In her closing paragraph, Curry states, “There is no easy solution to this problem [global warming]… But I have yet to see an option that is worse than ignoring the risk of global warming and doing nothing.” [12]

 Affiliations

  • Climate Forecast Applications Network (CFAN— President and Co-Founder. [5]

 Publications

 Resources

  1. JUDITH A. CURRY,” CV at the School of Earth and Atmospheric Sciences, Georgia Institute of Technology. Accessed April 27, 2013. 

  2. Michael D. Lemonick. “Climate Heretic: Judith Curry Turns on Her Colleagues,” Scientific American, October 25, 2010.

  3. Judith Curry. “Climate change: no consensus on consensus,” Climate Etc., October 28, 2012.

  4. Judith A. Curry. “Hearing on 'Policy Relevant Climate Issues in Context'” (PDF), Committee on Space, Science and Technology, April 25, 2013.

  5. About,” Climate Forecast Applications Network. Accessed April 27, 2013.

  6. Joe Romm, “Judith Curry Abandons Science,” Climate Progress, November 11, 2010.

  7. Judith Curry and Peter J. Webster, “Thermodynamics of Atmospheres and Oceans,” International Geophysics Series: Volume 65, February 13, 1999.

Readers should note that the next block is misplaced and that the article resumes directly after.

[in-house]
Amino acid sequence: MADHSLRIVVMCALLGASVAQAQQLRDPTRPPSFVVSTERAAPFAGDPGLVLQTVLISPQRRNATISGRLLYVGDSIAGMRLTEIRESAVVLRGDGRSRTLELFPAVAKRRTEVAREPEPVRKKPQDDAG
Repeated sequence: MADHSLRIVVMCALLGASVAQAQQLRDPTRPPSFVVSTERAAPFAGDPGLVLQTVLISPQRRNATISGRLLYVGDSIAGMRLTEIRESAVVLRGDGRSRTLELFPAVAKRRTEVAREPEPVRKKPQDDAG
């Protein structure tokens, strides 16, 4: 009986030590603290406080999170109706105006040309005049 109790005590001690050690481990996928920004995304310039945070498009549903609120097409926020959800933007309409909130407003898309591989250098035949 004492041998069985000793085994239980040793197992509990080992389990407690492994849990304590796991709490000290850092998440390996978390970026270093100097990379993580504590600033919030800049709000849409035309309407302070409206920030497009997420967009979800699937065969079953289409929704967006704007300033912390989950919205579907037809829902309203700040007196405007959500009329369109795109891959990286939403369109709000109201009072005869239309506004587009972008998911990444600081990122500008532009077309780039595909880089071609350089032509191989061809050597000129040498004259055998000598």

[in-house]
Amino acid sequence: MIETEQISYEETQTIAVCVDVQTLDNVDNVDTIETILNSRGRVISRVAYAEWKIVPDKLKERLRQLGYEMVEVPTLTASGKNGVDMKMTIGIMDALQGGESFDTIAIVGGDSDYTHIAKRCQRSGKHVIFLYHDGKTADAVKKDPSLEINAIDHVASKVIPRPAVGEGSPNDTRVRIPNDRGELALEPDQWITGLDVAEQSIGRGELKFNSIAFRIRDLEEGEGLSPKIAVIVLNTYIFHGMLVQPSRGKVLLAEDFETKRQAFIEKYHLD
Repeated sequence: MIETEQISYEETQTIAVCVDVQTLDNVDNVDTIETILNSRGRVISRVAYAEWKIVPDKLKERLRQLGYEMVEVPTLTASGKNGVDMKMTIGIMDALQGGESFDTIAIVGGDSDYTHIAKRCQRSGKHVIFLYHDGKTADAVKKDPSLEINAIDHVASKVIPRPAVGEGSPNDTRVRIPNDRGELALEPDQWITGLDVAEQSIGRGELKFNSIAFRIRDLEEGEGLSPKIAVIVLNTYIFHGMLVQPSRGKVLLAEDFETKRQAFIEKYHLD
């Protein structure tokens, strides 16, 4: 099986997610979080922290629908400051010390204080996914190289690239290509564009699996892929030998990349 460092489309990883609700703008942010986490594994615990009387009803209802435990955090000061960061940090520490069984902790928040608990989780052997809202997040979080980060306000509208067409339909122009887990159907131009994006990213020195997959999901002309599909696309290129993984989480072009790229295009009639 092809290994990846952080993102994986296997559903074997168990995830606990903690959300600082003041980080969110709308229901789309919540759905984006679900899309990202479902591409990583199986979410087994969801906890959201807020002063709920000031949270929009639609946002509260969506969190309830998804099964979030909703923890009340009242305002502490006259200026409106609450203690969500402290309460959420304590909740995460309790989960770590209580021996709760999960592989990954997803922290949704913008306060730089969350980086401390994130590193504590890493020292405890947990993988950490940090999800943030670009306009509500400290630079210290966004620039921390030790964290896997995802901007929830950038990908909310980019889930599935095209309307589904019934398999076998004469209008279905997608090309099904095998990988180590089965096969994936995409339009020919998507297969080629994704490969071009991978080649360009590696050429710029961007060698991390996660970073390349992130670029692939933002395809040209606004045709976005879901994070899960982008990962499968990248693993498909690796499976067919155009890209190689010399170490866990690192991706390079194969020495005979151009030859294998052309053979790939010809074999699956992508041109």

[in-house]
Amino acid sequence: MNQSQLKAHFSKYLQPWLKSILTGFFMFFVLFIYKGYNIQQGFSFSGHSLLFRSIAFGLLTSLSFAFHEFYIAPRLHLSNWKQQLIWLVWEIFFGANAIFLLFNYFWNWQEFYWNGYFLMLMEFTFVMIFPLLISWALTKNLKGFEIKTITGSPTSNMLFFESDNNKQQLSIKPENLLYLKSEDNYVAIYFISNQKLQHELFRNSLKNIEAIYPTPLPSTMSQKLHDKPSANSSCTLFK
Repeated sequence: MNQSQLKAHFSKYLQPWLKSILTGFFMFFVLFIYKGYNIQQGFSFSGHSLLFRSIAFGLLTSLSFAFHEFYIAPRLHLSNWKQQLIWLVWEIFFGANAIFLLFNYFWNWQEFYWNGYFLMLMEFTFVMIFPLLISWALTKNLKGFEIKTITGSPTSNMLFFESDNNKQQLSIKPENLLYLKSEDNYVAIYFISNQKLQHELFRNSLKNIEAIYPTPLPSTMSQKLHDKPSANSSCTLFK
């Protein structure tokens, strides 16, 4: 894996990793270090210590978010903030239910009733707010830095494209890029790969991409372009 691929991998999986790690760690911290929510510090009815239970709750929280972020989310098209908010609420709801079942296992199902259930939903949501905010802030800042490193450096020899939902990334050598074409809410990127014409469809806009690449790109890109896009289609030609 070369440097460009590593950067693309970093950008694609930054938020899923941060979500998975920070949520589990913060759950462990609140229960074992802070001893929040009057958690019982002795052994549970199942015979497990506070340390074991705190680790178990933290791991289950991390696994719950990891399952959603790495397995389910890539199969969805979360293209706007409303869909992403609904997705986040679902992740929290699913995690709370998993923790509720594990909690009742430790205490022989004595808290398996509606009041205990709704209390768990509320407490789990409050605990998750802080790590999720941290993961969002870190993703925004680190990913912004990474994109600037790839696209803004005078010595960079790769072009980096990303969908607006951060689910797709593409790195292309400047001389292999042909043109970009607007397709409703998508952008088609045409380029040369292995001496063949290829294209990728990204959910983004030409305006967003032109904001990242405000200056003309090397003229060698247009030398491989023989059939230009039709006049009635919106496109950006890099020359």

8. Judith Curry, “FIRE Arctic Clouds Experiment,” Journal of Geophysical Research Volume 106, Part 14, 2001.

  9. Judith Curry,” SourceWatch.

  10. Judith Curry,” Wikipedia. 

  11. Judith Curry, “In defense of free speech,” Climate Etc, April 19, 2014.

  12. Judith Curry, “Cooler Heads and Climate Change,” The Washington Post Opinions, October 10, 2007.

  13. Judith Curry, “Hearing on 'Review of the President's Climate Action Plan,'” Committee on Environment and Public Works of The United States Senate, January 16, 2014. Archived May 21, 2014.

  14. Judith Curry, “Positioning skeptics,” Climate Etc, March 9, 2014.

  15. Judith Curry, “Lewis and Krok: Climate less sensititve to CO2 than models suggest,” Climate Etc, March 5, 2014.

  16. Judith Curry. Speakers,” At the Crossroads; Energy & Climate Policy Summit, Texas Public Policy Foundation, The Heritage Foundation, September 25/26, 2014.